Homeward Bound (Review) PDF Print E-mail
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Sunday, 04 March 2018 09:50

uthor Harry Turtledove started his Game of Thrones-ish mega-series years back, the sprawling Worldwar/ Colonization series. In it, a hapless lizard race which takes everything in stride (including technological advancement) probes our world in the middle ages and decides that it will take humans thousands and thousands of years to get any sort of comparable technology. Taking their time (roughly twelve hundred years), they gradually assemble an invasion fleet (followed by a colonization fleet). And imagine their surprise when they arrive but instead of knights with white satin they find themselves in the screaming confusions of World War Two.

The first few books of the series really held my attention (a couple of the scenes are still with me). It was all good fun. And then it began to grind down and I lost interest. Well, several books later, I intercepted one of the later books (Homeward Bound) at a used bookstore. So, sure, why not? Couple of bucks. What would be the harm?

So now, human technology is improving (through native ingenuity and outright theft). Suddenly the Race (these lizards) realize that they can’t keep up, that humans are outstripping them. And then, to their utter chagrin, an American space ship shows up over Home (the lizard home planet) with nuclear weapons, demanding to speak as diplomatic equals. Tastelessly, they even name their ship the Admiral Peary. Get it?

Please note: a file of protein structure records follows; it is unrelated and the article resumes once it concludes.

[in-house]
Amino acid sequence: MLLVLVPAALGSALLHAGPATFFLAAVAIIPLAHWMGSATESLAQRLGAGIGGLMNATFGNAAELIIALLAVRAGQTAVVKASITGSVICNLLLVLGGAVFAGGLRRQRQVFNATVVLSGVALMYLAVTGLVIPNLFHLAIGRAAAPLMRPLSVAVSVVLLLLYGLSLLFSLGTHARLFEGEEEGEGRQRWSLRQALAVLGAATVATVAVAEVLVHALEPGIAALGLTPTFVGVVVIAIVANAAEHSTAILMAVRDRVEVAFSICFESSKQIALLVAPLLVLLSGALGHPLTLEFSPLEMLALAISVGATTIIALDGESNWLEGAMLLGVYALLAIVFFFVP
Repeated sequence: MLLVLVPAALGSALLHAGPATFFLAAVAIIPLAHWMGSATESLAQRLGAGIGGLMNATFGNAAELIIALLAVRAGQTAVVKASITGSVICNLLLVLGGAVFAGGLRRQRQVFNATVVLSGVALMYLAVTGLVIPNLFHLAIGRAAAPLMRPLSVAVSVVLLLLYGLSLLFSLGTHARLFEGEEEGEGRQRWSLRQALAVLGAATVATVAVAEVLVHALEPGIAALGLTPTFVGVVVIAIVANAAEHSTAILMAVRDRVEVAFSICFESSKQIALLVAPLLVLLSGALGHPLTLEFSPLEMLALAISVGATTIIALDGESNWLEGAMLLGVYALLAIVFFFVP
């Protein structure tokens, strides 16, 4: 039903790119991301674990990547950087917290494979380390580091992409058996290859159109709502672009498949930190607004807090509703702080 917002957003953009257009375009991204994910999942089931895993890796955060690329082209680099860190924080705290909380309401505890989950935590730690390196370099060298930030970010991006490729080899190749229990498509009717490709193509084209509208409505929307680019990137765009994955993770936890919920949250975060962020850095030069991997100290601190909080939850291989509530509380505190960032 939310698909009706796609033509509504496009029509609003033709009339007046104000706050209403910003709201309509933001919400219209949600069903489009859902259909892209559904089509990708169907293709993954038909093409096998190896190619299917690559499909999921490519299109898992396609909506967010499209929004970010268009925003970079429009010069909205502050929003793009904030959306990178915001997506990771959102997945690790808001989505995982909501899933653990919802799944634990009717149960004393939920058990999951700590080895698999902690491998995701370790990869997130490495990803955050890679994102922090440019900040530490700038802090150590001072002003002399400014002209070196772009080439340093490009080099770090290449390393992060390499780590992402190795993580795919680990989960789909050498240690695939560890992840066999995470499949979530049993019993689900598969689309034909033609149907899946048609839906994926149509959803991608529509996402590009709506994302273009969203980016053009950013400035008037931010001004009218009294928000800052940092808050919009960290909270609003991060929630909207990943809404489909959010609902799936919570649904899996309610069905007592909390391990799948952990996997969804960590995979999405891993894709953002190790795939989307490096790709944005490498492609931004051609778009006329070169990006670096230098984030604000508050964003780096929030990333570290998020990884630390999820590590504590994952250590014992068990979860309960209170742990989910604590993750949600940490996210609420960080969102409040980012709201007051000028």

And that’s when the books’ progress stopped.

Sure, it’s an interesting premise, the idea that The Race has opened a Pandora’s Box of headaches. What will keep the humans from over-expanding or even simply wiping The Race out? In this, I am reminded of the Moties and the danger they represented. But where the story was advancing with interesting concepts, it’s as if Turtledove (and possibly his ghostwriters) had a note – Americans wait at Embassy, go on tours of Home – 300 pages.

Really, nothing happened. The tour groups added very little to the novel – the Americans were boorish and judgmental. And yes, the world was desert and the air hot. I got it. Over and over. As far as the diplomacy, neither side had any concept of tact – the slightest accidental insult would result in pages and pages of bluster and closure. Add to this the tepid romance between a Race-raised Chinese girl (and her wallowing in not-fitting-in) and a black character (with his sulking about race relations) and the lizard characters endlessly confronting the tiger-by-the-tail truth the humans represented and you had a very slow book indeed. One could actually imagine being on a real tour with these people, complaining about how there was no ice, how alien The Race’s concepts were (belittlingly) and how crummy the hotel was, and you pretty much had an all-expenses-paid trip to Borneo.

The plot needed to move. And it didn’t.

As far as reading some of the bridging books, I’ve got no need. The characters talked those prior events to death, along with everything else.

Turtledove has really impressed me in the past, particularly with Days of Infamy. But this one, I really found myself cooling to, even on an exotic world where the temperature hovers at the upper end of comfort.


Last Updated on Sunday, 04 March 2018 09:52